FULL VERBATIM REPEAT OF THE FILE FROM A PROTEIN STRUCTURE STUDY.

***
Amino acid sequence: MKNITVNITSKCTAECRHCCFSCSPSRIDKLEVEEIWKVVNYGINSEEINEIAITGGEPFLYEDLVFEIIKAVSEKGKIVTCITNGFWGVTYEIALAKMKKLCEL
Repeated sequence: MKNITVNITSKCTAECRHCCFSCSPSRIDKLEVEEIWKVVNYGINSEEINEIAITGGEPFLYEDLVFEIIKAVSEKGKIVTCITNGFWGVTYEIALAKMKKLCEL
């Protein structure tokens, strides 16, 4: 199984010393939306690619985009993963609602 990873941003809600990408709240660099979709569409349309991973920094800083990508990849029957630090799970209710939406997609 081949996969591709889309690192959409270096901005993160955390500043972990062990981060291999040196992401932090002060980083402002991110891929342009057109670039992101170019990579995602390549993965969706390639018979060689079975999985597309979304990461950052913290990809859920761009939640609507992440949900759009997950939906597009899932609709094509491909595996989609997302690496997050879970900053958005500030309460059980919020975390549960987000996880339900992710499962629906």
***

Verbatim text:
Amino acid sequence: MKNITVNITSKCTAECRHCCFSCSPSRIDKLEVEEIWKVVNYGINSEEINEIAITGGEPFLYEDLVFEIIKAVSEKGKIVTCITNGFWGVTYEIALAKMKKLCEL
Repeated sequence: MKNITVNITSKCTAECRHCCFSCSPSRIDKLEVEEIWKVVNYGINSEEINEIAITGGEPFLYEDLVFEIIKAVSEKGKIVTCITNGFWGVTYEIALAKMKKLCEL
């Protein structure tokens, strides 16, 4: 199984010393939306690619985009993963609602 990873941003809600990408709240660099979709569409349309991973920094800083990508990849029957630090799970209710939406997609 081949996969591709889309690192959409270096901005993160955390500043972990062990981060291999040196992401932090002060980083402002991110891929342009057109670039992101170019990579995602390549993965969706390639018979060689079975999985597309979304990461950052913290990809859920761009939640609507992440949900759009997950939906597009899932609709094509491909595996989609997302690496997050879970900053958005500030309460059980919020975390549960987000996880339900992710499962629906």